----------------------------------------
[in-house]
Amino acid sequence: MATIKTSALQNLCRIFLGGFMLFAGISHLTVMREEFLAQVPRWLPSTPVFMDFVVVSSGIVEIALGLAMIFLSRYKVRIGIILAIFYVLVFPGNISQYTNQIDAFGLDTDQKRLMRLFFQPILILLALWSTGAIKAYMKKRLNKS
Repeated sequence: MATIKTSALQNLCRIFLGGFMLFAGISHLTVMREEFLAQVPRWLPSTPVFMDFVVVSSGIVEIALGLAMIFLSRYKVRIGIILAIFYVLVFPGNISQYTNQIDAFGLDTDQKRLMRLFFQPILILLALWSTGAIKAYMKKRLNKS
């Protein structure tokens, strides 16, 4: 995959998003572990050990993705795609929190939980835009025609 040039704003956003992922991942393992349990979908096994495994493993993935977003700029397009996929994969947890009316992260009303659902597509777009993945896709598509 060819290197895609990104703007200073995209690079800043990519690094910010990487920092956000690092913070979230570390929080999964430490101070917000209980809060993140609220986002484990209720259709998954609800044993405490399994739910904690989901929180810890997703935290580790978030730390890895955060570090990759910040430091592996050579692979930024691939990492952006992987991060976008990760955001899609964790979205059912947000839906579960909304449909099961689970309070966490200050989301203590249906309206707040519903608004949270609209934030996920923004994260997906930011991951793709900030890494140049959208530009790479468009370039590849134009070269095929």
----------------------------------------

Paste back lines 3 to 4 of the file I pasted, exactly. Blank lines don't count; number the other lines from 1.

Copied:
Repeated sequence: MATIKTSALQNLCRIFLGGFMLFAGISHLTVMREEFLAQVPRWLPSTPVFMDFVVVSSGIVEIALGLAMIFLSRYKVRIGIILAIFYVLVFPGNISQYTNQIDAFGLDTDQKRLMRLFFQPILILLALWSTGAIKAYMKKRLNKS
């Protein structure tokens, strides 16, 4: 995959998003572990050990993705795609929190939980835009025609 040039704003956003992922991942393992349990979908096994495994493993993935977003700029397009996929994969947890009316992260009303659902597509777009993945896709598509 060819290197895609990104703007200073995209690079800043990519690094910010990487920092956000690092913070979230570390929080999964430490101070917000209980809060993140609220986002484990209720259709998954609800044993405490399994739910904690989901929180810890997703935290580790978030730390890895955060570090990759910040430091592996050579692979930024691939990492952006992987991060976008990760955001899609964790979205059912947000839906579960909304449909099961689970309070966490200050989301203590249906309206707040519903608004949270609209934030996920923004994260997906930011991951793709900030890494140049959208530009790479468009370039590849134009070269095929």